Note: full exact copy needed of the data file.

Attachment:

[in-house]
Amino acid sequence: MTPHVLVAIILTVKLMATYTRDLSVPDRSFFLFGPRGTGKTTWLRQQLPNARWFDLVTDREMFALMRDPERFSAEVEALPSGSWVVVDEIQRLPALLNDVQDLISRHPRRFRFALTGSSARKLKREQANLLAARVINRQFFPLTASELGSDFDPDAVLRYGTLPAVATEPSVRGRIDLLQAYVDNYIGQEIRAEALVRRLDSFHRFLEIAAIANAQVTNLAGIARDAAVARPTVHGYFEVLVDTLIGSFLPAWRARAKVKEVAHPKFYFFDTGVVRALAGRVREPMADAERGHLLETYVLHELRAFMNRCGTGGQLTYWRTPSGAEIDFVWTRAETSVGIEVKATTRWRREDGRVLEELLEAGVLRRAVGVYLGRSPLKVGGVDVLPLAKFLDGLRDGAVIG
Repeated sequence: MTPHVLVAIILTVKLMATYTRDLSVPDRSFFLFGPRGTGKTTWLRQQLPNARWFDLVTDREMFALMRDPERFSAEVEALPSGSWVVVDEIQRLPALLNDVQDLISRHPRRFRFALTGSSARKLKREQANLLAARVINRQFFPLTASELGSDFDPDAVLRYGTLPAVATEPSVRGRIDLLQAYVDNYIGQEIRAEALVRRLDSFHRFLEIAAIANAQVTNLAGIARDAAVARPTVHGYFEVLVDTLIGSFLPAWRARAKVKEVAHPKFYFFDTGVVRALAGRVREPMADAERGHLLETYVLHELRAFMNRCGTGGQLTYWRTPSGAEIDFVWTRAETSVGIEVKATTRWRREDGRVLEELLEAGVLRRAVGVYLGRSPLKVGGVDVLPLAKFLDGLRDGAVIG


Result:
[in-house]
Amino acid sequence: MTPHVLVAIILTVKLMATYTRDLSVPDRSFFLFGPRGTGKTTWLRQQLPNARWFDLVTDREMFALMRDPERFSAEVEALPSGSWVVVDEIQRLPALLNDVQDLISRHPRRFRFALTGSSARKLKREQANLLAARVINRQFFPLTASELGSDFDPDAVLRYGTLPAVATEPSVRGRIDLLQAYVDNYIGQEIRAEALVRRLDSFHRFLEIAAIANAQVTNLAGIARDAAVARPTVHGYFEVLVDTLIGSFLPAWRARAKVKEVAHPKFYFFDTGVVRALAGRVREPMADAERGHLLETYVLHELRAFMNRCGTGGQLTYWRTPSGAEIDFVWTRAETSVGIEVKATTRWRREDGRVLEELLEAGVLRRAVGVYLGRSPLKVGGVDVLPLAKFLDGLRDGAVIG
Repeated sequence: MTPHVLVAIILTVKLMATYTRDLSVPDRSFFLFGPRGTGKTTWLRQQLPNARWFDLVTDREMFALMRDPERFSAEVEALPSGSWVVVDEIQRLPALLNDVQDLISRHPRRFRFALTGSSARKLKREQANLLAARVINRQFFPLTASELGSDFDPDAVLRYGTLPAVATEPSVRGRIDLLQAYVDNYIGQEIRAEALVRRLDSFHRFLEIAAIANAQVTNLAGIARDAAVARPTVHGYFEVLVDTLIGSFLPAWRARAKVKEVAHPKFYFFDTGVVRALAGRVREPMADAERGHLLETYVLHELRAFMNRCGTGGQLTYWRTPSGAEIDFVWTRAETSVGIEVKATTRWRREDGRVLEELLEAGVLRRAVGVYLGRSPLKVGGVDVLPLAKFLDGLRDGAVIG